Headshot of Rosa Li, founder of wildwonder.
Rosa Li, Founder and CEO of wildwonder. — wildwonder

Tapping investment banking and business school experience to drive sustainable growth

Next, Li set her sights on scaling up the business. Both her investment banking and business school experience helped. Throughout both, Li studied how businesses grew and she learned best practices for running a sustainable business.

“And that’s the DNA we instill in wildwonder,” she said, “building from the beginning the right infrastructure and the right business processes and structure to enable us to run and to grow with capital efficiency in mind.”

Her training helped especially with marketing, a huge area of spending for new businesses. Often, marketing spending can be haphazard, she said, with companies paying influencers or creating ads without really understanding the possible returns.

At wildwonder, Li and her team only engage in marketing opportunities where they understand the return on investment. “Whenever we spend, we always think about the return. How do we measure that; is it measurable?” If they can’t measure the ROI, they pass on the opportunity and find another one.

Scaling a business is another area Li knows can present challenges for entrepreneurs. From early days in her home kitchen, scalability was top of mind. Li was confident she could scale her product, so she pushed on. Still, she knew companies often change their flavor or formula when scaling up so they can work with a certain co-packer (specialized production facilities that make products for multiple brands). Li didn’t want that. She wanted to maintain her brand integrity.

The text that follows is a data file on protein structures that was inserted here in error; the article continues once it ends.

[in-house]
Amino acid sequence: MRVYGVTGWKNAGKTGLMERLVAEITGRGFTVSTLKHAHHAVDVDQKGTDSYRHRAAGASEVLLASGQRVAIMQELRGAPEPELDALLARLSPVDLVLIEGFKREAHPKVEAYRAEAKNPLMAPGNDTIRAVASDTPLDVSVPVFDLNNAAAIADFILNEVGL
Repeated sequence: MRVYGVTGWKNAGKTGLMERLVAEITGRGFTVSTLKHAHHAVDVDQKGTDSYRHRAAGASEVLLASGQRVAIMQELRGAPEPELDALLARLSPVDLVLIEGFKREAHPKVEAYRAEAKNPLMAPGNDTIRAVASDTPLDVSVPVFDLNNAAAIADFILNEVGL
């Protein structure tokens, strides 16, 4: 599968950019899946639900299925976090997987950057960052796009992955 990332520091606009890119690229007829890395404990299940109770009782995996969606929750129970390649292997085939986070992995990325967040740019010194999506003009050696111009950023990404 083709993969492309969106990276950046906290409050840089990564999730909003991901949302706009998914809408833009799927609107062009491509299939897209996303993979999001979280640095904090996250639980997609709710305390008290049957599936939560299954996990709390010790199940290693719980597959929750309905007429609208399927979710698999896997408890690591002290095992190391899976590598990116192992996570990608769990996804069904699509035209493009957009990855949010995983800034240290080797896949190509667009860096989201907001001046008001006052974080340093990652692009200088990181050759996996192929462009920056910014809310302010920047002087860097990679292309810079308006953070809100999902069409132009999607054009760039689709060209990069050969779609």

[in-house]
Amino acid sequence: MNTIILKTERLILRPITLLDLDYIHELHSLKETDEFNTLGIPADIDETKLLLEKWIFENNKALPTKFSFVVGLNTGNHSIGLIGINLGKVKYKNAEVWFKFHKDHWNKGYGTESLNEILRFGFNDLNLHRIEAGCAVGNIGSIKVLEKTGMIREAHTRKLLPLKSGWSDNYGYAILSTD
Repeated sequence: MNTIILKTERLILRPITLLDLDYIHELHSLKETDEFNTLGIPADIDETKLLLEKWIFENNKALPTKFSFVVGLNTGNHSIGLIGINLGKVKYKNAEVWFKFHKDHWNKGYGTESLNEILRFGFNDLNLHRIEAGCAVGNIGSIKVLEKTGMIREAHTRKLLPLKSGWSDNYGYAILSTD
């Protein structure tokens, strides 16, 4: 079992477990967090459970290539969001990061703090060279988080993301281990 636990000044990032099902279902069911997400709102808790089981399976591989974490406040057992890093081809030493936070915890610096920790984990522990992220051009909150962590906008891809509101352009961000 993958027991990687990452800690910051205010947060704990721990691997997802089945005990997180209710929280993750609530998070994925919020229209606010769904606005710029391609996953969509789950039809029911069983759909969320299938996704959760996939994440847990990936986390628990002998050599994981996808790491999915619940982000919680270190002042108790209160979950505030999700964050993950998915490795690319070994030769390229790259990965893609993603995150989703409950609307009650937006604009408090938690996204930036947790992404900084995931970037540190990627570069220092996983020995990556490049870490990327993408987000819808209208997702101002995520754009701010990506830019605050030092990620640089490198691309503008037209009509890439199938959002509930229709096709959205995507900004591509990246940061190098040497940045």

“From the very beginning we identified a co-packer that could work with us and our product so we could eventually scale,” she says.

A ‘Shark Tank’ boost: Nationwide exposure helps wildwonder achieve 400% year-over-year growth

In January 2023, wildwonder got a boost from Li appearing on ‘Shark Tank.’ Appearing before the show’s four million viewers helped the company to grow by 400% year over year.

After Li landed a deal with the show’s first East Asian guest shark and DoorDash CEO Tony Xu, wildwonder made a whole year of online sales in just one month following the episode airing. She also grew her team from four to 10.

Since then, Li has launched products in additional stores, including Target and Kroger, and expanded in Whole Foods and Sprouts. In 2023, Google replaced its kombucha selection with wildwonder in community fridges throughout its offices. Li’s goal now is to create one new product a year.

“I’m really excited about further expansion,” she said, “and to really achieve the mission of bringing representation to shelves and being more of a mainstream product.”